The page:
Don Larsen and Roy Halladay. Those two names will forever go hand-in-hand.
Larsen and Halladay, of course, are the only two pitchers in baseball history to throw a no-hitter in the postseason. Larsen’s masterpiece is etched more indelibly into the history books than Halladay’s, and rightfully so; Larsen pitched a perfect game in the World Series. No one else in the history of baseball has done that. However, that moment was the pinnacle of Larsen’s long but relatively average major-league career. Halladay’s no-hitter, which came in Game 1 of the 2010 NLDS against the Reds in his first postseason start, was just one of many highlights of a storied career.
I planned to make the case for Halladay's Hall of Fame bid when he became eligible about a year from now. Sadly, I am writing about him a year earlier than expected. Halladay died tragically on Tuesday, in a small plane crash just off the coast of Florida. He was 40. Four days later it remains hard to wrap my head around the fact he is gone. Each day, I recall a different Roy Halladay memory. He was one of the first truly great pitchers I can remember watching, and his years with the Phillies produced some of my most lasting baseball memories. Simply put, Halladay was one of the premier pitchers of this century. Granted, the century is only eighteen years old, but that label will last.
Halladay spent 16 seasons in the majors, the first 12 of which came with the Blue Jays. No single season was the peak of Halladay's career. Rather, he built his reputation through consistent dominance. In particular, Halladay put together a downright remarkable 11-year stretch from 2001 to 2011. In that span, Halladay had an ERA of 2.98 and won two Cy Young Awards - one in the American League, one in the National League. Halladay had a record of 175-78 during that stretch, despite spending nine of those 11 seasons with the Blue Jays, who did not reach the postseason at any point during his tenure. Halladay finished his career with 67 complete games and led his league in complete games seven times. Yes, those are Hall of Fame accolades.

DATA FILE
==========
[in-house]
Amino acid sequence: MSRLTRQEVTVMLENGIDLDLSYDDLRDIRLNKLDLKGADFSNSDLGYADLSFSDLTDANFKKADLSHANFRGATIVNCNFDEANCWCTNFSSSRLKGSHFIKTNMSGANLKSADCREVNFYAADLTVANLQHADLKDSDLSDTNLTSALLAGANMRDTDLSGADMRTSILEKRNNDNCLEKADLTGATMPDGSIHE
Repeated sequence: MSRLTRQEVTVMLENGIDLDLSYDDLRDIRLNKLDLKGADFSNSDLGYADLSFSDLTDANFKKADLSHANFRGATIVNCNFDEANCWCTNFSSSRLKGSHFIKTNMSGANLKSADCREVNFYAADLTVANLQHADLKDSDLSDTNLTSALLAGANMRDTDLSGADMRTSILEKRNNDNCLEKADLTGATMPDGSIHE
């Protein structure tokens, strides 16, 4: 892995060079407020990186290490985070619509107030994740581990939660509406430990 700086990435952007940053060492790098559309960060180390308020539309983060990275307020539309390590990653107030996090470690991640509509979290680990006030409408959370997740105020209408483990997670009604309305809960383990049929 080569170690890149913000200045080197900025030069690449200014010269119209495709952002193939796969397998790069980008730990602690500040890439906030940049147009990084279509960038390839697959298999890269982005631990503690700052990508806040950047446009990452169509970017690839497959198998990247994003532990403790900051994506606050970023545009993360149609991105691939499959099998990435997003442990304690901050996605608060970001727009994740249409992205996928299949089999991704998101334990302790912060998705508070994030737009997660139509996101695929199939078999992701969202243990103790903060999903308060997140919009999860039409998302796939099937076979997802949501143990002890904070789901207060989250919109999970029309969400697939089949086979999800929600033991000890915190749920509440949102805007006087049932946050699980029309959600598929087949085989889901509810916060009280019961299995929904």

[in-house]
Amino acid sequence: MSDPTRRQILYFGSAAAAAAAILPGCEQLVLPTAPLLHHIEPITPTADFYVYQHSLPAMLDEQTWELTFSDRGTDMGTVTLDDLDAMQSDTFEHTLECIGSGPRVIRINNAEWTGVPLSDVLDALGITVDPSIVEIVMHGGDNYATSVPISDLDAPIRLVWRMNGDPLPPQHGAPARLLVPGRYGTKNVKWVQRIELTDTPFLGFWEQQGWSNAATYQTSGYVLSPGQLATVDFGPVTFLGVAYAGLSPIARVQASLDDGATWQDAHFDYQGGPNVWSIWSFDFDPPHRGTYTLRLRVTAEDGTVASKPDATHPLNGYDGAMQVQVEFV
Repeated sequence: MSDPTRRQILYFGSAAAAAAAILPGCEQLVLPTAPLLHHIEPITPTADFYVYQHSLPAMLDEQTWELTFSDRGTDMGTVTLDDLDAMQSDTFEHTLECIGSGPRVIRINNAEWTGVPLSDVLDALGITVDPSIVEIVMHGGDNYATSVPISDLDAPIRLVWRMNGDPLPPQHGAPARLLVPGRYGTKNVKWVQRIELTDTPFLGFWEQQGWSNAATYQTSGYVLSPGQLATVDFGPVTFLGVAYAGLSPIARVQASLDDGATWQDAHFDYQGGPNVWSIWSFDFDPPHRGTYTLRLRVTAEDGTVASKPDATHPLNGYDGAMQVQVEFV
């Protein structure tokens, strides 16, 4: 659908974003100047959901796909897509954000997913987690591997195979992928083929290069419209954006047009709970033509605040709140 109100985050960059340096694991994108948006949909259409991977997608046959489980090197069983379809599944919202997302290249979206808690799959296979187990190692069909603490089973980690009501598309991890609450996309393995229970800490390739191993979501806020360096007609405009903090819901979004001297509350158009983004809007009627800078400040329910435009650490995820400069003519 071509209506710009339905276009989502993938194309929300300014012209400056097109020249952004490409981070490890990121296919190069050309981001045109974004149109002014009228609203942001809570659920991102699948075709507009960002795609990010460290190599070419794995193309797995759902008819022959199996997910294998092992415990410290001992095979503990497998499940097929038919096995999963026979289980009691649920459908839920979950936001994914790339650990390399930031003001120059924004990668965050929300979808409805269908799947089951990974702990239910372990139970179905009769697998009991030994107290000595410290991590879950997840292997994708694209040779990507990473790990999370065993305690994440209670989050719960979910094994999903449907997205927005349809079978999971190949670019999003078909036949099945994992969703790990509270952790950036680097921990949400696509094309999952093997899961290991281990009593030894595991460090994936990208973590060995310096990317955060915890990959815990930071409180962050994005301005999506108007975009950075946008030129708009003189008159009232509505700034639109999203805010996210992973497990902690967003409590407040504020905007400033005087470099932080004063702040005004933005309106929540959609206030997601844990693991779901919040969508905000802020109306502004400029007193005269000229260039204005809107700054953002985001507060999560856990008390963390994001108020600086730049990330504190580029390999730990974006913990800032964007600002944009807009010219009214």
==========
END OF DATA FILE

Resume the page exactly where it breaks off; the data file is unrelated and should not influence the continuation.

Halladay has the unique honor of being a revered player in the history of two different franchises. He is a Blue Jays legend for obvious reasons. Halladay earned six all-star selections with Toronto, finishing second in franchise history in wins, strikeouts, pitcher WAR (wins above replacement) with 48.5, and shutouts, as well as third in franchise history in innings pitched, games started, and complete games. Halladay's No. 32 will be retired by the Blue Jays without hesitation.
Halladay went on to spend four seasons with the Phillies, only two of which were memorable; injuries, unfortunately, prompted a quick decline after 2011. Memorable, however, might be an understatement. Halladay had the most dominant stretch of his career from 2010-2011, and he was almost unquestionably the most dominant pitcher in the sport during that time, despite being in his mid-30’s. Halladay had a 2.40 ERA over 65 starts between those two seasons, remarkably amassing 17 complete games and averaging over 240 innings pitched while striking out 219 and 220, respectively. Halladay’s 2010 season was legendary, even beyond his final numbers. It will be best remembered for the historic no-hitter he spun in the NLDS, but that wasn't even his most dominant game of the season. Halladay pitched the 20th perfect game in major-league history just months earlier, on May 29, becoming the second pitcher in Phillies history to achieve perfection. Jim Bunning, who tossed the franchise’s first, also passed away this year. Bunning's plaque will soon be joined by Halladay's in Cooperstown.
Roy Halladay was an athlete I always greatly admired. He was 'the man' for an early portion of my baseball fandom, one of the first 'aces' I can remember truly appreciating. I was ecstatic when he threw his postseason no-hitter more than seven years ago. Even then, I knew how special that moment was to the sport. I didn't take too many pictures when I visited the Hall of Fame, but I did make sure to take a picture of the jersey worn by Halladay in his October no-hitter. Now I am especially glad I did so. Beyond the two legendary performances he delivered in 2010, Halladay's late-career dominance was extraordinary and perhaps underappreciated. Between 2010 and 2011 he was the game's best pitcher and a workhorse, perhaps the last of his kind. In his first two seasons with the Phillies, Halladay totaled nine and eight complete games, respectively. The leader in the National League this past season had two. Overall, no pitcher has had more than six complete games in a season since. If only for that reason, we won't see another Roy Halladay for a long time.
Though it's difficult to fathom that he will not be there for it, Halladay is headed for Hall of Fame induction in 2019. When I tell of the great pitchers I grew up watching, Roy Halladay may not be the first name that comes to mind, but he will certainly be a part of that group.
Rest in peace, Doc.